Pavlensky could receive a sentence of up to three years in jail—the same as the maximum sentence under the old charges. The work, entitled Threat. Lubyanka’s Burning Door, took place in November of last year and saw the artist setting fire to the door of Russia’s Federal Security Bureau (an organization that serves as the successor to the KGB). Referencing the case of Ukrainian film director Oleg Sentsov, who was charged with terrorism in 2014 for organizing arson attacks on pro-Kremlin party offices in Crimea, Pavlensky has demanded that he be tried for terrorism instead. This news comes a month after organizers of the country’s most prestigious art award rejected Pavlensky’s nomination for Threat, leading to the resignation of several selection committee members and the cancellation of the 2016 prize itself.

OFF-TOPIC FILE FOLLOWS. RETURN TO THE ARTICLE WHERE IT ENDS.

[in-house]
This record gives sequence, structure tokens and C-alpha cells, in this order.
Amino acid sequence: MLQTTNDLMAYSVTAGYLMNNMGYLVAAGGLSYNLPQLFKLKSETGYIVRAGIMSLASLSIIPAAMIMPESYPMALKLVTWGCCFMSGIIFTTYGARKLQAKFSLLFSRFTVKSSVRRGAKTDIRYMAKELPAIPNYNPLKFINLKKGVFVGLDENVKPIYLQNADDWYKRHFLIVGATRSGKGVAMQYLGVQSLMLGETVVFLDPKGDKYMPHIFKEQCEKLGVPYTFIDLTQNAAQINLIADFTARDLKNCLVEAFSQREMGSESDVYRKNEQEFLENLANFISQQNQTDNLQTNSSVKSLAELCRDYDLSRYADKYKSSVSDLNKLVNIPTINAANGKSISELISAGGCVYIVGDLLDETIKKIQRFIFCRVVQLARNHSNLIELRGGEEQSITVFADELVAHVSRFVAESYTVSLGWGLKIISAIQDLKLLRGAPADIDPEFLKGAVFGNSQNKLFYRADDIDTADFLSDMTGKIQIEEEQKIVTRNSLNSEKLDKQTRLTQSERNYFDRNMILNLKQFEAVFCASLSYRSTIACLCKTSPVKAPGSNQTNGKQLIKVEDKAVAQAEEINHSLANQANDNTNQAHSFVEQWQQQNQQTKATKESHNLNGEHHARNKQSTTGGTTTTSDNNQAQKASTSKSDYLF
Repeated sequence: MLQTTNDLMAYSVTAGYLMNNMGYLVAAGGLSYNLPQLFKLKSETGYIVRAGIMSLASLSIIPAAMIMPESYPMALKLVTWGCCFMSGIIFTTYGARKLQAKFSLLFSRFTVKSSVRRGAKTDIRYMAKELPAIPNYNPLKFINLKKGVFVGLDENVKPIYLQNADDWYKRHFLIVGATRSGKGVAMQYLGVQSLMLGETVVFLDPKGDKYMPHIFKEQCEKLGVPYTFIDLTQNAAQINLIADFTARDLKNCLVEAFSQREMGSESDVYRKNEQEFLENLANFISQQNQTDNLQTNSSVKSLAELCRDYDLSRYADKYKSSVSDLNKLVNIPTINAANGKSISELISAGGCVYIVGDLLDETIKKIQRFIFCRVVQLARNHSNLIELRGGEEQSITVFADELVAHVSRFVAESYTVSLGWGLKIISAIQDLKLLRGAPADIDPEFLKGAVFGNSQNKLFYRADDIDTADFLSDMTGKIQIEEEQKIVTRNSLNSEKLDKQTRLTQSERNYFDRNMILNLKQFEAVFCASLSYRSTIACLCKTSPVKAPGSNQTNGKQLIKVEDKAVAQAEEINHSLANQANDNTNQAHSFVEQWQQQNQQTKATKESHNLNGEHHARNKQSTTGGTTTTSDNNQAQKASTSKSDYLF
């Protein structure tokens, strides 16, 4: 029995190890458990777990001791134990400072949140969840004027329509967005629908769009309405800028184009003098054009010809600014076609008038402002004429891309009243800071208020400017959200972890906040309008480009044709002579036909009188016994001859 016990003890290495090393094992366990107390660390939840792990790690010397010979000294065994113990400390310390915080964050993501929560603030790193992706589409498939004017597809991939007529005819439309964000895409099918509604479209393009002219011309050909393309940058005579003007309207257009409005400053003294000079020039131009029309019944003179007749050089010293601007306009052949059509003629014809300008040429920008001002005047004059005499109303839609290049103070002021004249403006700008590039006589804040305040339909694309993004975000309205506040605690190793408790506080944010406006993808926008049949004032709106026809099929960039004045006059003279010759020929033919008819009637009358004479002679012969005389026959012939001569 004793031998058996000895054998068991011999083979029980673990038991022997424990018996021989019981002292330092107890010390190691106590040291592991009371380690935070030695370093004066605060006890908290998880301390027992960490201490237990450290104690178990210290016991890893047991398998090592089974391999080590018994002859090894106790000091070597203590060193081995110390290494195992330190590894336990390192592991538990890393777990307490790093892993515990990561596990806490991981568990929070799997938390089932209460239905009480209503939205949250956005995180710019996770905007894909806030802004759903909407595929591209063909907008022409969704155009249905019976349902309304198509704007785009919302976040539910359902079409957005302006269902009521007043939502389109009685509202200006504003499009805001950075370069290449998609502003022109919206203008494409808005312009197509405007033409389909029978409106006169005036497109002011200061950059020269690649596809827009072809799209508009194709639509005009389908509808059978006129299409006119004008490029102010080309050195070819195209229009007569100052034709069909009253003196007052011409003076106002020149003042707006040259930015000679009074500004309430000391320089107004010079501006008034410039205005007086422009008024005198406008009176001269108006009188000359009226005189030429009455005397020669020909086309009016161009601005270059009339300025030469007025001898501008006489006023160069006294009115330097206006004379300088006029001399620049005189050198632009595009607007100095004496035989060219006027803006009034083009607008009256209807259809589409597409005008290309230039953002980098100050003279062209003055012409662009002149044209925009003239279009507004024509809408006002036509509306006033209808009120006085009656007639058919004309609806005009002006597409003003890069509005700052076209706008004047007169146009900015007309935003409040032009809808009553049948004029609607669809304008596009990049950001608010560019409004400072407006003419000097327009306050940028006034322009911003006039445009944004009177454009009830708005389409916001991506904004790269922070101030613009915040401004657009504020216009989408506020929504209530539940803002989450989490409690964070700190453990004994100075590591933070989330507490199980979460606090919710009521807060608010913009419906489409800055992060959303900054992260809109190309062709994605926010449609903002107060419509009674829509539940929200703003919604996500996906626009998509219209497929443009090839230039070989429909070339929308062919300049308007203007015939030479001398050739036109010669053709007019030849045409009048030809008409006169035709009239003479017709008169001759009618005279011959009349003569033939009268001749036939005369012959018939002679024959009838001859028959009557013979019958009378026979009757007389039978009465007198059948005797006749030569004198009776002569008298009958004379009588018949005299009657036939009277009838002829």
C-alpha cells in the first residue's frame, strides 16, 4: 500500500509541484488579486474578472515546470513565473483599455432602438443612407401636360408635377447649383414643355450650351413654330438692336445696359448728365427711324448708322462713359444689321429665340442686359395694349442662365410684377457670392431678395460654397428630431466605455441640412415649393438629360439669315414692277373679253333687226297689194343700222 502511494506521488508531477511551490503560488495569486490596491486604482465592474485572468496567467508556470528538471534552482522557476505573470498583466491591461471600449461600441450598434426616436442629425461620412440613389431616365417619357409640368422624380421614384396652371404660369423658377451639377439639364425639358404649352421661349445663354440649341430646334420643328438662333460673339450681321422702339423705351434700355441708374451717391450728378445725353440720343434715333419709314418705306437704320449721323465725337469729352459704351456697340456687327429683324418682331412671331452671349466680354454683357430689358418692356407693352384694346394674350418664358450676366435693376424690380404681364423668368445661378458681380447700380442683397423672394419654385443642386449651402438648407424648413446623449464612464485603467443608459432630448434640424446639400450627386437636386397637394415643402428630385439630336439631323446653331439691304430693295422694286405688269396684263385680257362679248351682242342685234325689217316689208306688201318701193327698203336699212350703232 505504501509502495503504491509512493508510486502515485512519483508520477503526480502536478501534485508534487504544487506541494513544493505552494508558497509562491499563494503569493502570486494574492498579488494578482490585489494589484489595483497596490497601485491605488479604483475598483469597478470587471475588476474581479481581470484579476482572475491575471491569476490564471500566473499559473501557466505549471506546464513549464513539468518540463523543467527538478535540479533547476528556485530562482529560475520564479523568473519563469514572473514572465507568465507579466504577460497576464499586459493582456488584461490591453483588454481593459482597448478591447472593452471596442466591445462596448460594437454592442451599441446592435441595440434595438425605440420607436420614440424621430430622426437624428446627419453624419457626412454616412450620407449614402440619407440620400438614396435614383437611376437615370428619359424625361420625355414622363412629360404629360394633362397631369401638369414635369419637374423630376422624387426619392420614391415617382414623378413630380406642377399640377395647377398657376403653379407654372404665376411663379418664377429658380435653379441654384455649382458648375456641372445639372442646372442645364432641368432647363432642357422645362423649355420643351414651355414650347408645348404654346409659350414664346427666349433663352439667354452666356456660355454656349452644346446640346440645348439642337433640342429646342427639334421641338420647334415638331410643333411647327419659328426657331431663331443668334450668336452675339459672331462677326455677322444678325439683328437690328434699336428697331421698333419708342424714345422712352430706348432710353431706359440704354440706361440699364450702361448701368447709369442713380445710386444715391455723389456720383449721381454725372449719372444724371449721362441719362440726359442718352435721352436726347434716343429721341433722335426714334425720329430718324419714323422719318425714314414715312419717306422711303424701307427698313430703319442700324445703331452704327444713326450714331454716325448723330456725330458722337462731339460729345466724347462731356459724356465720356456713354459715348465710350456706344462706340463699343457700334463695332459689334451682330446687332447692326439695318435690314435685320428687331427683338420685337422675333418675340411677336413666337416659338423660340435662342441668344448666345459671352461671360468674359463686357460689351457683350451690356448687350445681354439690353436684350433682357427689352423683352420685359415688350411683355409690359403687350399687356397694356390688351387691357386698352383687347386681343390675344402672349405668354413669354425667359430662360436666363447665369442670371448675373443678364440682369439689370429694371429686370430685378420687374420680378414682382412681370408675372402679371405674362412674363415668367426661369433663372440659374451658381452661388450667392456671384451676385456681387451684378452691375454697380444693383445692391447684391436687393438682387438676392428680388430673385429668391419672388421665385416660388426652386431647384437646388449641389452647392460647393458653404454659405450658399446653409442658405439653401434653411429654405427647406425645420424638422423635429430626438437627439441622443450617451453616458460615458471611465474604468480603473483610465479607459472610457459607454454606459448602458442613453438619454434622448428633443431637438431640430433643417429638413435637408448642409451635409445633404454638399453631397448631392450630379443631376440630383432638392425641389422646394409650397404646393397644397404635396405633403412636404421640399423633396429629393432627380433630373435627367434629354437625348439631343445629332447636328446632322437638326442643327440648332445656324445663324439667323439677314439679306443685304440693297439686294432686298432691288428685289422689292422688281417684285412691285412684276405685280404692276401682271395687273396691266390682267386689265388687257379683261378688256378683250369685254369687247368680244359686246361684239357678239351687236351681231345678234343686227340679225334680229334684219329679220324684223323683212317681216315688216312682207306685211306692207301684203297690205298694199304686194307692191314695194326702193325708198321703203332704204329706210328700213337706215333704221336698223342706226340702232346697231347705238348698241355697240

—Abigail Cain, Alexander Forbes, Casey Lesser, Isaac Kaplan, and Tess Thackara
Cover image: Ruins of Palmyra’s Temple of Bel in 2010, before its destruction by ISIS. Photo by Bernard Gagnon, via Wikimedia Commons.